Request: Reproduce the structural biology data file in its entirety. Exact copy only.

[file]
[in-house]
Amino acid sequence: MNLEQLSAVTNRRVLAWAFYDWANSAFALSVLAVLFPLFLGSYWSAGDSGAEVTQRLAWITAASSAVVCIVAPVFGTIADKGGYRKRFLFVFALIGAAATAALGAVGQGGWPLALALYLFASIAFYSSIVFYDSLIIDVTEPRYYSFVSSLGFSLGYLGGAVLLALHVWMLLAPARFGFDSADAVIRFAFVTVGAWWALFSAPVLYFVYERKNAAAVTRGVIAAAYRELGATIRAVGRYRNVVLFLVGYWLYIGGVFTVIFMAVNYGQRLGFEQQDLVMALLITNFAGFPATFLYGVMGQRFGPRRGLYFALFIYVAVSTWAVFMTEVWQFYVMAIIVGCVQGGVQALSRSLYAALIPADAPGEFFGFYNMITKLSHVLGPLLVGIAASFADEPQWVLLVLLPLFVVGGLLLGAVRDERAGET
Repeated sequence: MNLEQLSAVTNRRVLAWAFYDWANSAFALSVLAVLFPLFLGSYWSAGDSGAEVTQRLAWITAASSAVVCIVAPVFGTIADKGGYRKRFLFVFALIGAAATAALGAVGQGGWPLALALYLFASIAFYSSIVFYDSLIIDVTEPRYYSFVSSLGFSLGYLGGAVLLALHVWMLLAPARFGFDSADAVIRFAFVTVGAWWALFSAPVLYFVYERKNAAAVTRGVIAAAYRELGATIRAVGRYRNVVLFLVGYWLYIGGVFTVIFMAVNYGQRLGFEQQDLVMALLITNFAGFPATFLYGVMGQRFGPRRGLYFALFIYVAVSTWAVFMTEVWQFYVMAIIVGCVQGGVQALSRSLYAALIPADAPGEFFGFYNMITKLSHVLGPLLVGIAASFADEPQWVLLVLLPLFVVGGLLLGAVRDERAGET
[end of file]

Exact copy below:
[in-house]
Amino acid sequence: MNLEQLSAVTNRRVLAWAFYDWANSAFALSVLAVLFPLFLGSYWSAGDSGAEVTQRLAWITAASSAVVCIVAPVFGTIADKGGYRKRFLFVFALIGAAATAALGAVGQGGWPLALALYLFASIAFYSSIVFYDSLIIDVTEPRYYSFVSSLGFSLGYLGGAVLLALHVWMLLAPARFGFDSADAVIRFAFVTVGAWWALFSAPVLYFVYERKNAAAVTRGVIAAAYRELGATIRAVGRYRNVVLFLVGYWLYIGGVFTVIFMAVNYGQRLGFEQQDLVMALLITNFAGFPATFLYGVMGQRFGPRRGLYFALFIYVAVSTWAVFMTEVWQFYVMAIIVGCVQGGVQALSRSLYAALIPADAPGEFFGFYNMITKLSHVLGPLLVGIAASFADEPQWVLLVLLPLFVVGGLLLGAVRDERAGET
Repeated sequence: MNLEQLSAVTNRRVLAWAFYDWANSAFALSVLAVLFPLFLGSYWSAGDSGAEVTQRLAWITAASSAVVCIVAPVFGTIADKGGYRKRFLFVFALIGAAATAALGAVGQGGWPLALALYLFASIAFYSSIVFYDSLIIDVTEPRYYSFVSSLGFSLGYLGGAVLLALHVWMLLAPARFGFDSADAVIRFAFVTVGAWWALFSAPVLYFVYERKNAAAVTRGVIAAAYRELGATIRAVGRYRNVVLFLVGYWLYIGGVFTVIFMAVNYGQRLGFEQQDLVMALLITNFAGFPATFLYGVMGQRFGPRRGLYFALFIYVAVSTWAVFMTEVWQFYVMAIIVGCVQGGVQALSRSLYAALIPADAPGEFFGFYNMITKLSHVLGPLLVGIAASFADEPQWVLLVLLPLFVVGGLLLGAVRDERAGET